"May it ever be a boon to aviation and may it serve as a beacon indicating that
there were some grateful hearts for that great American, Floyd Bennett."
With these words Mayor James J. Walker formally dedicated Floyd Bennett Airport last
Saturday before a visible audience of about 60,000 persons and a radio audience of
millions throughout the United States.
With a shifting wind that varied continuously from northeast to southeast, and a sky
that threatened showers, the army air maneuvers were delayed at Floyd Bennett Field for
three hours. But the dedication, speeches and flag ceremony were conducted as planned.
Peter J. Brady, introducing the speakers before the battery of microphones in the
grandstands, started the program in his official capacity of chairman of the mayor's
The mayor recounted, in humorous tone, his own limited aeronautical experience. "I
was up once," he said, "on Friday the thirteenth. It was a perfect flight and I
wish to maintain that splendid record . . . which is why I haven't been up since."
Presentation of a bouquet to Mrs. Floyd Bennett, wife of the martyred flyer, concluded
the exercises in the grand stand. Mrs. Bennett expressed herself simply by saying,
"This is the happiest day of my life."
Not until 5:30 did the first squadrons of army pursuit planes and bombers take to the
air in maneuvers although numbers of them had arrived earlier. In the interim after the
grand stand exercises, radio announcers continually described the field, the visitors, and
the coming and goings of planes to the vast crowd through the many amplifiers all over the
Admiral Phelps, commander of the Brooklyn Navy Yard, spoke in praises of the late Floyd
Bennett and eulogized those who had chosen the famous flyer's name for the airport.
"We regard his character as in inspiration in the navy," said Admiral Phelps
of Floyd Bennett. "One of the most important things about this airport is its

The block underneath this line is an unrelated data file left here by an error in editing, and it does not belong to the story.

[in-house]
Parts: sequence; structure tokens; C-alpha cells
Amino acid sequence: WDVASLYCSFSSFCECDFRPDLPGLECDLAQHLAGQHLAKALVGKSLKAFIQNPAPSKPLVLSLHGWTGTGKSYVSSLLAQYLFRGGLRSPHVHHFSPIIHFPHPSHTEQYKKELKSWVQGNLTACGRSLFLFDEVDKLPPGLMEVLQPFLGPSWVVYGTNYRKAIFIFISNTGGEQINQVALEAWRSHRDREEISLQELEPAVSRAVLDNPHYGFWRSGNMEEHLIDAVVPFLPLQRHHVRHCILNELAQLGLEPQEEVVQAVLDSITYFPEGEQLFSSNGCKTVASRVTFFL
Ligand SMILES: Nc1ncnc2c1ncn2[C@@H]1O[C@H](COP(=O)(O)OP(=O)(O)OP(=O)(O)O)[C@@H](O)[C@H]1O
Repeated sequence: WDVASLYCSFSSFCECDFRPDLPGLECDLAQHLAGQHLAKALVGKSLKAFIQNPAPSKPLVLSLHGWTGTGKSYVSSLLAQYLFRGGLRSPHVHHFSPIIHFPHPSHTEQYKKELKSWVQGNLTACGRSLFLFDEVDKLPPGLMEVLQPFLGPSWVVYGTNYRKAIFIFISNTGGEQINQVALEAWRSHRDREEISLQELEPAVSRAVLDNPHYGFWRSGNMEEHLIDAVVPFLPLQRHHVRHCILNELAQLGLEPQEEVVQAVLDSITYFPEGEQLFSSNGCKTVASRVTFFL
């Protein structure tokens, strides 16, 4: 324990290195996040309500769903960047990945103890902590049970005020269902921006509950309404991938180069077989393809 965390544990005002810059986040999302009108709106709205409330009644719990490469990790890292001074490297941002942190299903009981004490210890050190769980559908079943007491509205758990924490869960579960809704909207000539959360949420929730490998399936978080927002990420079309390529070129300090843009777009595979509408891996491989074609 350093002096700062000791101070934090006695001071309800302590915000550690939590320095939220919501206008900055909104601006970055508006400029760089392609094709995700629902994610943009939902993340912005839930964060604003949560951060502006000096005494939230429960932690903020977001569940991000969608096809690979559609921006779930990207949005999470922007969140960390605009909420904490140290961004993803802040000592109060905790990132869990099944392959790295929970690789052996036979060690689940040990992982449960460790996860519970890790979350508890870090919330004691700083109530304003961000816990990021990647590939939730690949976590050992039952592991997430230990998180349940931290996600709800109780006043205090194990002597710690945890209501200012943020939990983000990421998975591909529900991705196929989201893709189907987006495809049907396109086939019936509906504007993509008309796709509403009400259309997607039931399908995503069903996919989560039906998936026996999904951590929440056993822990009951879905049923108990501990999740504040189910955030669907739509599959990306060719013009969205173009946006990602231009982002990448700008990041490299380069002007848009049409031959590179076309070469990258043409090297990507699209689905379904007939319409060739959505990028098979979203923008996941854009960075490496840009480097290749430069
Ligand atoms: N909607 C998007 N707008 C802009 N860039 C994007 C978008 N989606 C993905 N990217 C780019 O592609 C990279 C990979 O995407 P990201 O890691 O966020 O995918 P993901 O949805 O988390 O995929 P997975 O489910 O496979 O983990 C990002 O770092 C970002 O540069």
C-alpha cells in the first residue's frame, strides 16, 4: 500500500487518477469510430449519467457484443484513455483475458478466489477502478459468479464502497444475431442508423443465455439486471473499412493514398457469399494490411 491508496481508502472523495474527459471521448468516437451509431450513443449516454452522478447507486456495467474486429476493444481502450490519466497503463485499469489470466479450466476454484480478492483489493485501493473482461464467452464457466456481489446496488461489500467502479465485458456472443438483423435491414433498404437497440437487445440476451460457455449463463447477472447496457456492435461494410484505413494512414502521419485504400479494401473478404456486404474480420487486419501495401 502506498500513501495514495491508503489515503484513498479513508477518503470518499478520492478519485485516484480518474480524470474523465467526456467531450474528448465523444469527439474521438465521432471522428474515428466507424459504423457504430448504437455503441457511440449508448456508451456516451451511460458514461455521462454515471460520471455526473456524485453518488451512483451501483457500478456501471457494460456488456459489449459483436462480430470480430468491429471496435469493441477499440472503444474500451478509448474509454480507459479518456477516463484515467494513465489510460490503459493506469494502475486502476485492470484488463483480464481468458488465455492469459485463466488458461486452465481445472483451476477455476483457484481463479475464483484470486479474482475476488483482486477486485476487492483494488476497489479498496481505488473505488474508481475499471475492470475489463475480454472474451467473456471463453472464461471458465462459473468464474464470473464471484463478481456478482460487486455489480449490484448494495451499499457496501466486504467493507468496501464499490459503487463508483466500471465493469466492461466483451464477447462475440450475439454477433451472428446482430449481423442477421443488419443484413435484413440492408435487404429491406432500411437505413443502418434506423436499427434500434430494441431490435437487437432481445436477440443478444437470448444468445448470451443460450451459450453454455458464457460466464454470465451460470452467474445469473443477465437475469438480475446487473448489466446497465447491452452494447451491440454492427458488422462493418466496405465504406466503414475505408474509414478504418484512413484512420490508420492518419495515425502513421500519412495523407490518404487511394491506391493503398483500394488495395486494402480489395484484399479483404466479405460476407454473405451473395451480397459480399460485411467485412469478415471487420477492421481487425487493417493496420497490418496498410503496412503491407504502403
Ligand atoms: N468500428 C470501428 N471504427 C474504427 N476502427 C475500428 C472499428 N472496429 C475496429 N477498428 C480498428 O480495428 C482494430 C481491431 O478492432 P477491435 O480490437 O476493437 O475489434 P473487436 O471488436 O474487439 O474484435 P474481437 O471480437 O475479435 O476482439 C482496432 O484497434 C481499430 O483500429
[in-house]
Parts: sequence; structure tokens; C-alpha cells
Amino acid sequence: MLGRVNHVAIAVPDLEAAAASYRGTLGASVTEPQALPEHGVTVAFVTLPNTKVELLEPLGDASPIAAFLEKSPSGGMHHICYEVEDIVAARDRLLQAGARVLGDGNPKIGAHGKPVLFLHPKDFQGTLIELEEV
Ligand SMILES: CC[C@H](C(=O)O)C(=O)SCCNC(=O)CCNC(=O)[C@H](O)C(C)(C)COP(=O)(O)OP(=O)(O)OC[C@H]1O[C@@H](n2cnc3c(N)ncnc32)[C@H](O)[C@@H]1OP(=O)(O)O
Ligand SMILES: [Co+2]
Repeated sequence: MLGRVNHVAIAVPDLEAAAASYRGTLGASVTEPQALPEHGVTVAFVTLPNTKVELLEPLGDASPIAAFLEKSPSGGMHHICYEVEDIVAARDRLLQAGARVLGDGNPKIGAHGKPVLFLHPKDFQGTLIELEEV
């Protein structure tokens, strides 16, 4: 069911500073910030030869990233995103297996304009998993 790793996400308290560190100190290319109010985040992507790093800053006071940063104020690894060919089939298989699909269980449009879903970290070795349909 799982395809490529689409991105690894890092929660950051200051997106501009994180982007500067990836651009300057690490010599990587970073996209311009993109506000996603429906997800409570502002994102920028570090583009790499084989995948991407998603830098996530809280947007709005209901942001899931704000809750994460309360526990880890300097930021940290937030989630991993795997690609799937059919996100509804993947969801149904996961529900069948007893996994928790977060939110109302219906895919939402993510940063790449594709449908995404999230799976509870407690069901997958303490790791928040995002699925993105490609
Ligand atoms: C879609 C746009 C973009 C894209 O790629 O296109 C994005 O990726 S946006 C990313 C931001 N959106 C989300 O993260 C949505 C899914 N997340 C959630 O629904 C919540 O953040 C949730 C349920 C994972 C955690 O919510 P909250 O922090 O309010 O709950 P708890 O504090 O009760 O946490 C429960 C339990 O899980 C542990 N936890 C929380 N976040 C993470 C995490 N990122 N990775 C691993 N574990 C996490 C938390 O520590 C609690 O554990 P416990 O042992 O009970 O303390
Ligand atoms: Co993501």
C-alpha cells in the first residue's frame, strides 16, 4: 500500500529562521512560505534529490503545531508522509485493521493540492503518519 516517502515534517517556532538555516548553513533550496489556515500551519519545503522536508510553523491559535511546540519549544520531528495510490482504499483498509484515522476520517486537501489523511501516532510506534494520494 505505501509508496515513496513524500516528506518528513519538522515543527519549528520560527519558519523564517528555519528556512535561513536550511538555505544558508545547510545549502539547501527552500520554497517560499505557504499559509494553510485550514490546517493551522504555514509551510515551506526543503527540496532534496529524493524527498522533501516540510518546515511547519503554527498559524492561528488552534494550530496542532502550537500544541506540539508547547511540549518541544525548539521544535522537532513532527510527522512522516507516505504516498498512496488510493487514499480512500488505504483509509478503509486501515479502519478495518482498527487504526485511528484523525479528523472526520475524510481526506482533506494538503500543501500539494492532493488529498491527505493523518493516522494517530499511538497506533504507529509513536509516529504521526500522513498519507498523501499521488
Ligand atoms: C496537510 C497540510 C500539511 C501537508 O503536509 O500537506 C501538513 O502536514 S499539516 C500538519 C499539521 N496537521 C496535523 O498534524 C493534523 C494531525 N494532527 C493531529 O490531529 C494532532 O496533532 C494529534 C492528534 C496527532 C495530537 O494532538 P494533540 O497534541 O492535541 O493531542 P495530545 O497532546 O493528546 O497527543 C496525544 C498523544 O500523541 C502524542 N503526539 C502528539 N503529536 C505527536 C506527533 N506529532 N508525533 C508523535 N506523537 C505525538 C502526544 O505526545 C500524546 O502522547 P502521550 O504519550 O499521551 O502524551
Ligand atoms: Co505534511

Mayor Walker, wittily comparing the wilderness of what is now Floyd Bennett Field with
the airport, characterized Barren Island as the area was once named as the "stench of
America"--with which laughter resounded from the farthest hanger. In an eloquent
tribute to the hero of the air whose name was immortalized today, the Mayor declared:
"There is no one who is not mindful of the courage, knowledge, scientific ability
that characterized Floyd Bennett. There is no one who will not recall how we waited with
apprehension for news of the three musketeers (one of whom was Floyd Bennett) on their
record trip. There is no one who will not remember the mishap on Greeley Island and how
Floyd Bennett flew to bring relief. He was a martyr to civilization."
John Mac Kenzie, appointed Dock Commissioner only last week, followed Mr. Brady and
spoke as the man in charge of the airport, Briefly he emphasized the features of Floyd
Bennett Field; the seaplane base and hangars, the eight airplane hangars with lightweight
aluminum doors, the 400 acre landing space and the concrete runways, the administration
building which was built in 78 days, and the vast amount of land reclaimed from the
archipelago that was once part of Jamaica Bay.
Colonel Clarence Young, assistant secretary of commerce in charge of aviation, Admiral
W. W. Phelps and Mayor Walker were the next three speakers in turn.
Colonel Young, as representative of the Federal government assured the vast assemblage
that nowheres in the United States was there an airport to be found comparable to Floyd
Bennett Field in respect to size, facilities and nearness to means of transportation.
Shortly after 5 o'clock when few of the 672 planes of the army air fleet had arrived, a
"flight" of bombing planes, each gallantly emblazoned with a picture of
"Jigg"--the comic character--took to the air. Immediately after came two flights
of pursuit planes.
Circling the field dozens of times, the three flights dove, turned upside down, formed
into "V's" and straight lines, made figure eights, and passed each other at wing
lengths--all at better than 125 miles an hour. In the midst of the maneuvers, two planes
in the "Mule" pursuit flight broke from the ranks and began a "dog
fight." Diving, looping the loop, and running into dangerous "stalls" on
purpose, the planes flew towards each other time and again. Sometimes they almost
seemed to merge into one. And down on the ground, with motors idling, were ominous
evidences of the risk being taken--several field ambulances, a fire engine, and numerous
motorcycles and patrol wagons.
At 6:15 the sky to the northwest began to be speckled with dozens of pencil marks;
dozens--and then hundreds. By 7:30 the 672 planes of the army armada were in the air over
Floyd Bennett Field, making a spectacle that roared and dove, banked, and zoomed. And
there must have been no less than two million persons watching them, from Sheepshead Bay
to the penthouses of Manhattan.